Investors expecting big returns from stock markets in 2019 must scale down their expectations, advised Peter Oppenheimer, the chief global equity strategist at Goldman Sachs.
The expert’s comments assume significance in the wake of the rebound in stock markets since January after a bitter late quarter in 2018.
The gloomy market sentiments of late 2018 changed in the New Year and there is considerable cheer in the market. But the Goldman has warned against allowing big expectations to go overboard.
Oppenheimer explained the underlying predicament in 2019 despite the signs of a rally. The views are important in the wake of expanding concerns over a global economic slowdown.
Better start in 2019
Speaking to CNBC, Oppenheimer observed that European stock markets had “enjoyed a rally over the course of this year to date just as most others have as well. But, fundamentally — that said — we do think profit growth is going to be pretty weak this year.”
The U.S.-China trade tensions, Brexit uncertainty, and fears about global growth snowballed at the end of 2018, pushing U.S. stocks to their worst December since the Great Depression.
However, the gloomy market sentiments of late 2018 started changing for the better since the beginning of 2019 and pushed up the Dow Jones Industrial Average more than 7 percent. The pan-European Stoxx 600 also climbed more than 6 percent.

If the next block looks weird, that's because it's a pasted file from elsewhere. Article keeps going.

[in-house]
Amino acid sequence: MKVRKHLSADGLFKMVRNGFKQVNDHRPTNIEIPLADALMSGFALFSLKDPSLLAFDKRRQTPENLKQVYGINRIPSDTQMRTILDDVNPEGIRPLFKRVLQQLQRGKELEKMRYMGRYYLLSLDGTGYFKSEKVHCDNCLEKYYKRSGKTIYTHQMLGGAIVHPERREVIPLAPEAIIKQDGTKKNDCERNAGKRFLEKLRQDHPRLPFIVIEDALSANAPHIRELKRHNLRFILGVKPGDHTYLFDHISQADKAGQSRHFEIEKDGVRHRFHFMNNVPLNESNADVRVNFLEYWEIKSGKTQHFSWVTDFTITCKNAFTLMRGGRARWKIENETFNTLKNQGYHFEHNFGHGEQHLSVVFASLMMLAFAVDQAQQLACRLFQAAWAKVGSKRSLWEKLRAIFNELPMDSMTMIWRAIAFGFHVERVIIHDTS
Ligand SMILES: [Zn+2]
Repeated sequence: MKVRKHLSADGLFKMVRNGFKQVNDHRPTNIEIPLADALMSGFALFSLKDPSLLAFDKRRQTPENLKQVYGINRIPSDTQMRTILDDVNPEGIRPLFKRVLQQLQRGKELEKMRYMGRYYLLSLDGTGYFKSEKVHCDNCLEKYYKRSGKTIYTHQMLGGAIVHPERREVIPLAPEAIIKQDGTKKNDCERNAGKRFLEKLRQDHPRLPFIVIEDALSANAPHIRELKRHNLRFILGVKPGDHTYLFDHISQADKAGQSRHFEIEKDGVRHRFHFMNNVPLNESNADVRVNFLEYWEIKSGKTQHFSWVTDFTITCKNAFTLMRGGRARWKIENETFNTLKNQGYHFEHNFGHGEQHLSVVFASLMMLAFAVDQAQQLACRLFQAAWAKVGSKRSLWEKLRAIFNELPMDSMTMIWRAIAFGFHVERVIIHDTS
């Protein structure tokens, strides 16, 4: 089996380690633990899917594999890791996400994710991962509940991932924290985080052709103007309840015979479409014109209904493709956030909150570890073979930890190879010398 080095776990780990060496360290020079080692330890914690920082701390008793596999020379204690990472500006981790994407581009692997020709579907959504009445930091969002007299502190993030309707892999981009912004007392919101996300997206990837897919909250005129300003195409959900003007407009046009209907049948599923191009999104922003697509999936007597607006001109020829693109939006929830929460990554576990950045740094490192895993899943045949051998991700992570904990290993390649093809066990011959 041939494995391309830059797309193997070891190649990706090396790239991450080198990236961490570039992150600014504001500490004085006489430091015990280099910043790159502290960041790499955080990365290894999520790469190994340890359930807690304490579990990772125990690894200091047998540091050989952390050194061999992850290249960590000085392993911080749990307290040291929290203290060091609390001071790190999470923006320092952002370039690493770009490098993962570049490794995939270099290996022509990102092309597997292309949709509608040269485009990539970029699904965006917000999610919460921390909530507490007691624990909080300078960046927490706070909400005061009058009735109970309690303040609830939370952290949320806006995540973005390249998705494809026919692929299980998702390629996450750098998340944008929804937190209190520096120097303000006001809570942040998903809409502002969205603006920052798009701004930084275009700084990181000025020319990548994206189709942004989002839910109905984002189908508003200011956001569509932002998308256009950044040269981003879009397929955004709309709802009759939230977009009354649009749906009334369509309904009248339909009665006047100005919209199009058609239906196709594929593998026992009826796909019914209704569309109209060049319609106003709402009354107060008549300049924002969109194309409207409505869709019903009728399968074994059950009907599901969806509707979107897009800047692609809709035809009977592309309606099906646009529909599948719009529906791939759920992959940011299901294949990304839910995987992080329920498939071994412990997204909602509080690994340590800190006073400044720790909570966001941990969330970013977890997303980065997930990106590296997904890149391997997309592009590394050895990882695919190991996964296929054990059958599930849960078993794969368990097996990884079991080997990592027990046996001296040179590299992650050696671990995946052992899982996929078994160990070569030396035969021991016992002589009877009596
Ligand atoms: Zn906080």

The problem of weak profit growth and small price jumps
“We expect pretty weak profit growth across all major regions this year… That’s where we get this idea of a sort of skinny and flat market, relatively low returns in a reasonably narrow trading range,” the Goldman Sachs expert added.
In January, economists at Goldman Sachs argued that financial markets seemed to have overrated the risk of a global recession. That caused a heavy fall in valuations, Oppenheimer said.
The bank had also predicted inflation risks moderating in the first few weeks of 2019, making market participants invest in equities to avoid regrets of having lost potential returns.
To a question, he said investors have already seen their stock market gains this year.
“Backed by relatively modest profit growth, we would see reasonably small increases in price returns from here,” Oppenheimer said.
China tariffs will wipe out even marginal profit
In the official outlook report to clients, Goldman Sachs said in November 2018 that believed the bull market would continue in 2019, but the trend would get muddier as the year progresses when investors start worrying about a recession in 2020.
In the forecast for 2019, Goldman Sachs also warned that the market would face big trouble from China tariffs.
“If the full 25 percent tariffs are levied on all imports from China the earnings impact could be significant, potentially eliminating any profit growth next year,” it said.